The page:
Writing a good release is one of the first steps in sharing your company news. In the future, we’ll spend some time talking about how to distribute your news release to increase the chances that it will actually make it into a newspaper or television report or another means of mass media communication. You might also want to watch for tips on preparing for a media interview.

And, of course, if this is all very interesting but you just don’t have the time or inclination to tackle press releases yourself, just contact us. We can help!

Field of Magic: Behind the PR Media Relations Curtain

Sunday, October 4th, 2009

If you’ve seen the ever-fantastic “Field of Dreams” movie, I do not have to remind you of the ghostly whisper, “If you build it, they will come.” You thought about it the second I mentioned the movie, didn’t you?

Well, unfortunately, that same immediate reaction is tied to press releases in public relations — “If you send it, they will come.” Oh! If only that were true!!!

There is so much that goes into a good media relations program — things clients and executives never see. Too often, people think that if it’s a well-written news release and their quotes are strong, of course they’ll be on the front  page! But nothing could be farther from the truth. A great release is just the beginning.

One of the first factors that can make a difference in placing a story is service. We walk a fine line in PR. We want our client or employer to come out on top — they are experts, they have great things going on, etc. But, we also have a service role to fulfill for reporters. We have to give them accurate, objective and newsworthy information. If the release or “news” is too self-serving, vague or incorrect, it is actually harmful to send it out. It hurts our indvidual credibility as well as that of our client, and it decreases the chances of getting coverage ever again from anyone who wasted their time reading our non-news release. Not good.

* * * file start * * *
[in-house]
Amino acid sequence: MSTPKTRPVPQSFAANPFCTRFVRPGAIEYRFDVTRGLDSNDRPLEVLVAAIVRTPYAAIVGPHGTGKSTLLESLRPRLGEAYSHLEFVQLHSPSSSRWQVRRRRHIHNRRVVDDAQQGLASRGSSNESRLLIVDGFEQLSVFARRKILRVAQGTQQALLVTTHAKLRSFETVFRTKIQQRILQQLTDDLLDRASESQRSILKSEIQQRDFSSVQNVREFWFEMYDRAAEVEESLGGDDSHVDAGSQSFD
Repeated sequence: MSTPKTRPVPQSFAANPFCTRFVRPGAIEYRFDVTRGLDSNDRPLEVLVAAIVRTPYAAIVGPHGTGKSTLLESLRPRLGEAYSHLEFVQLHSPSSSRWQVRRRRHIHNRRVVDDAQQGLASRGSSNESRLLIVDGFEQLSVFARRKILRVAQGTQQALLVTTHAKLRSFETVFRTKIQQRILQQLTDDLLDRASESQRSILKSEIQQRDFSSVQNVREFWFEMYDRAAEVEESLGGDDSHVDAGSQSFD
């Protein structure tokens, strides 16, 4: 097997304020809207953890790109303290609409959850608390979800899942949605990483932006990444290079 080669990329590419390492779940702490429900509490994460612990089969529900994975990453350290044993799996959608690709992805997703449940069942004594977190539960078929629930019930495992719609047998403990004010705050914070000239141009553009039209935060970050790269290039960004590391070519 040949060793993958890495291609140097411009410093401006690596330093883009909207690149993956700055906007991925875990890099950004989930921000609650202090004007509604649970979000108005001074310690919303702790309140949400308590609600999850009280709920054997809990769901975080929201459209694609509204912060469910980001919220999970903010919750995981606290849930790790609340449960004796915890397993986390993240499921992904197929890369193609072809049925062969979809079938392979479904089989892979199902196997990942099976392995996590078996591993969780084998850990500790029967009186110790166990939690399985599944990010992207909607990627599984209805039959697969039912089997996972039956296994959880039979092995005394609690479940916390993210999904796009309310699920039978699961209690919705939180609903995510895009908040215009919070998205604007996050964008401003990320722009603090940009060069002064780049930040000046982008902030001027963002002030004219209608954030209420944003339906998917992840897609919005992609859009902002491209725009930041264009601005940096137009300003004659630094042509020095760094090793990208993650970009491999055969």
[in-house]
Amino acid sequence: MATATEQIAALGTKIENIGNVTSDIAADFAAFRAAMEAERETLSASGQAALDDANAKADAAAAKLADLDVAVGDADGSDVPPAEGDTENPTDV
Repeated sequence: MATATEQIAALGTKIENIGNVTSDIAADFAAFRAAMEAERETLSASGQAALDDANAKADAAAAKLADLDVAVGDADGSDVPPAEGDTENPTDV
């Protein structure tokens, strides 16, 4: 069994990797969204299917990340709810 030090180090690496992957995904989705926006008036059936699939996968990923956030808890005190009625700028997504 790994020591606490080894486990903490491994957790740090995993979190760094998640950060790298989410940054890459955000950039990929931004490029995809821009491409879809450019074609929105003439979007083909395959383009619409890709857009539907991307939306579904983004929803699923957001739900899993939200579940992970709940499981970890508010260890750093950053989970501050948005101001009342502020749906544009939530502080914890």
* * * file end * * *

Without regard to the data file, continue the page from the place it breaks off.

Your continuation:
So, good service — recognizing real news and packaging it appropriately — comprises one of the first steps in a successful media pitch.

I will never forget the time, in my first PR job, where I was asked to send a news release out about a bake sale. This was before the gift of social media. E-mail was just taking off, and there was no web site to speak of. In fact, the whole web site topic was confusing and mysterious. So, back in those days, it was challenging to let people know what was going on. And, since this was a non-profit organization, there was always something going on, but I really did not think we should “waste” a pitch on a bake sale.

I already felt compromised, sending out press releases over borderline events and topics under the organization’s belief that any positive attention would help cut through the competitive non-profit contest for funds. They were probably right, in theory, but I really fought the bake sale news release to the point of fuming. “It’s not news!” I said, until I was blue in the face.

In all honesty, I don’t remember if I won or lost the fight, but I still know that I was right, and this is a small example of an epic battle many have fought in PR. If it’s not news, you cannot “spin” it into anything else. It will fall flat and go nowhere. That’s one guarantee we can make in the realm of media pitching.

I have more to share on this topic, for sure, including other reasons why a great news release might fall flat — even when there’s a newsworthy story to tell. Heck — just a few weeks ago I had a TV news camera at an event, client interviews, the works … and it never ran. Of course, those of us in PR can all relate to a story like that — or the news conference/event where no on comes (I hate that one) — but explaining this to others is difficult, so stay tuned as we continue to lift the PR “Wizard of Oz” curtain a little higher next time.